Tomorrow I’ll be sharing about our statewide “Celebrate Oklahoma Voices” digital storytelling project at the OTA 2008 conference in Oklahoma City along with Dr. Dana Owens (Univ of Central Oklahoma), Dr. Don Wilson (Mid-Del Public Schools) and Whitney Allen (Asher Public Schools). Today Whitney shared the following interview video (21 min, 15 sec) which high school students in Asher created this past December, interviewing Hank Thompson, a local World War II veteran living in Ada, Oklahoma.
Educators and students in Asher (led by Whitney) hosted several veterans on December 6, 2007, and had them share with students about their wartime experiences. Students interviewed the veterans and recorded their stories using portable digital voice recorders, edited the interviews using Audacity, and are using photos each veteran provided to create visual digital stories using PhotoStory software. Following the morning discussions, both students and veterans participated in our interactive videoconference with Pearl Harbor survivors from Pearl Harbor, Hawaii.
I am SO thrilled to see the work students and teachers in Asher have created as a result of our Celebrate Oklahoma Voices and Oklahoma World War II Stories projects! Educators like Whitney, Don, and Dana are “walking the walk” of encouraging the development of 21st century literacy skills with students. In addition, and just as important, they are empowering students to become DIGITAL WITNESSES to the oral histories of veterans and others in their communities. What a wonderful project, what superb work, and what a great example for other learners around Oklahoma and even around the world to study and emulate!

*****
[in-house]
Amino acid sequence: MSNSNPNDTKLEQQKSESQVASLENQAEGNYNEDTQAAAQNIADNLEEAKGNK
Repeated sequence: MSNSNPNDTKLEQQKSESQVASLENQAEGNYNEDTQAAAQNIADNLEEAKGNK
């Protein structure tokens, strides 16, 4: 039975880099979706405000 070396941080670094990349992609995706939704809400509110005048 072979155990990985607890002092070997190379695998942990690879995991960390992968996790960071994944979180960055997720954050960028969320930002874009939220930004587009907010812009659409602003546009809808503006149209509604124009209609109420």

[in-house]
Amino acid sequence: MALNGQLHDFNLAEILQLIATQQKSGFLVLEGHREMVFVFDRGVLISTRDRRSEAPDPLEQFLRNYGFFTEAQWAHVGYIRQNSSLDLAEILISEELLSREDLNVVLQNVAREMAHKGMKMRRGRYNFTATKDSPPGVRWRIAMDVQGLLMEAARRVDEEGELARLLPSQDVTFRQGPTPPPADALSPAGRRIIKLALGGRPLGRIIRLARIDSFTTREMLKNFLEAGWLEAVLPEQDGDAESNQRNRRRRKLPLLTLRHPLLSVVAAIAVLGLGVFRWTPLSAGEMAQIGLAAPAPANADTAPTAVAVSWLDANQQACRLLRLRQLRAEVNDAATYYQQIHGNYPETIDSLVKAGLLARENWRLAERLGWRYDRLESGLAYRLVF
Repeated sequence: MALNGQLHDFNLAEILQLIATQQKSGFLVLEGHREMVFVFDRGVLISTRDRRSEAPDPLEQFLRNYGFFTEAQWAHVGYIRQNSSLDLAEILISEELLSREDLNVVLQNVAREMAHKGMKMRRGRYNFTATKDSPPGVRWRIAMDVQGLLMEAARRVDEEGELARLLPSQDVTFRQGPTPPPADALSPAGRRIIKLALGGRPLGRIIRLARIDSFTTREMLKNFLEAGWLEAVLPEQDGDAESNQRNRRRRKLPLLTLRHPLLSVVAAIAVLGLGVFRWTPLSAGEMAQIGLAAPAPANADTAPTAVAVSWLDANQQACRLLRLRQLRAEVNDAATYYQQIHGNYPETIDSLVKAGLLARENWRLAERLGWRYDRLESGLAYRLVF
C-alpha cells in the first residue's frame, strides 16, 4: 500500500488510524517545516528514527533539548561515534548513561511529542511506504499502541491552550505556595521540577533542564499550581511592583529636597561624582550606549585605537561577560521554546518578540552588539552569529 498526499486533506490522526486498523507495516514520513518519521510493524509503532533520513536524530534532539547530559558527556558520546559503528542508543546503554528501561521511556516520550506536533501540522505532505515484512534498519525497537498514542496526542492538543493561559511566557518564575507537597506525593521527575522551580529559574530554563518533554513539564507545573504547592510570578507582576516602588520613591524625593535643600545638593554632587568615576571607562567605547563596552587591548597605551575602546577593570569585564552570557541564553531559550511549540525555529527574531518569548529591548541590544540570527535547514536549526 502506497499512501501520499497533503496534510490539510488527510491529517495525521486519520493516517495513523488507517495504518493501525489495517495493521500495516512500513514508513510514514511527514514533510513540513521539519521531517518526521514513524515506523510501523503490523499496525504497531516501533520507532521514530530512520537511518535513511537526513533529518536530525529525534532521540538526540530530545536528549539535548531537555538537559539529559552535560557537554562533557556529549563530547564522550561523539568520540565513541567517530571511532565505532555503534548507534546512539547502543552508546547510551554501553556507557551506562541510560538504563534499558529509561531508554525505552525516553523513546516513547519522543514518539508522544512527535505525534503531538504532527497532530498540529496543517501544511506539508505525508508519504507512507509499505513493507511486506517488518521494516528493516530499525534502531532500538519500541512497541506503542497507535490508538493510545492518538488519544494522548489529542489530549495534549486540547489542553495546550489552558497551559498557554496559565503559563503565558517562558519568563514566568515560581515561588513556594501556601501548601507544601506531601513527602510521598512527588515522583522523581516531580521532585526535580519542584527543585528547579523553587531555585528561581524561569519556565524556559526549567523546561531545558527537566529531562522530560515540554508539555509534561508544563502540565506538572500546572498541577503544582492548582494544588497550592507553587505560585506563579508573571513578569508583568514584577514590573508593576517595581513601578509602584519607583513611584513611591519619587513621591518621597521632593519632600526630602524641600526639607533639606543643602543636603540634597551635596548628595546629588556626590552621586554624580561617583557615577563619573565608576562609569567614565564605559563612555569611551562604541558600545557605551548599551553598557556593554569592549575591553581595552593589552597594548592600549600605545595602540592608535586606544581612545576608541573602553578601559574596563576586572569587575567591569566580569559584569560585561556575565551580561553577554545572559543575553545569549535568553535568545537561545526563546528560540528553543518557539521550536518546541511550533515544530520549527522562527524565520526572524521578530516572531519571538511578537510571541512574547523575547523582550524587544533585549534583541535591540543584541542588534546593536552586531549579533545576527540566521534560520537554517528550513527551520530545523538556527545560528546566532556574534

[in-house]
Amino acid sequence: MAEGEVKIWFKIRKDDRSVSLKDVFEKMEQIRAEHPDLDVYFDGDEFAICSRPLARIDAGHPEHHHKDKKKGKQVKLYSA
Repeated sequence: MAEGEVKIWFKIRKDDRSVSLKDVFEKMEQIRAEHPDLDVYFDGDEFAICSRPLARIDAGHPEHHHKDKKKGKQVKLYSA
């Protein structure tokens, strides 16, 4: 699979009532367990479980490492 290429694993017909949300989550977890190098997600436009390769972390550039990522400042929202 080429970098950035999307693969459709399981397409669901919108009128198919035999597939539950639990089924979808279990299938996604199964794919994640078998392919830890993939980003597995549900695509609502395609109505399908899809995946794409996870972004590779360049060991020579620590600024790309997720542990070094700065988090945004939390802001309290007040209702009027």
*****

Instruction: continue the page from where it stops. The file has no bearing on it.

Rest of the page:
Hearing Hank describe what it was like to fight the Japanese on Guadalcanal, the US invasion and “return” to the Philippines, and the destruction wrought by U.S. atomic bombs dropped on the Empire of Japan (which he saw firsthand) is MUCH more poignant and meaningful for me personally since I have just finished watching the entire Ken Burns documentary “The War” last week. It is a six DVD set, and it’s taken me several weeks to finish all the episodes.
Many, many thanks and kudos to the learners of Asher, to Hank Thompson, and the other veterans involved in these Oklahoma oral history digital storytelling efforts. There are many more stories to record and share, and if you are an Oklahoma educator we want YOU to participate! 🙂
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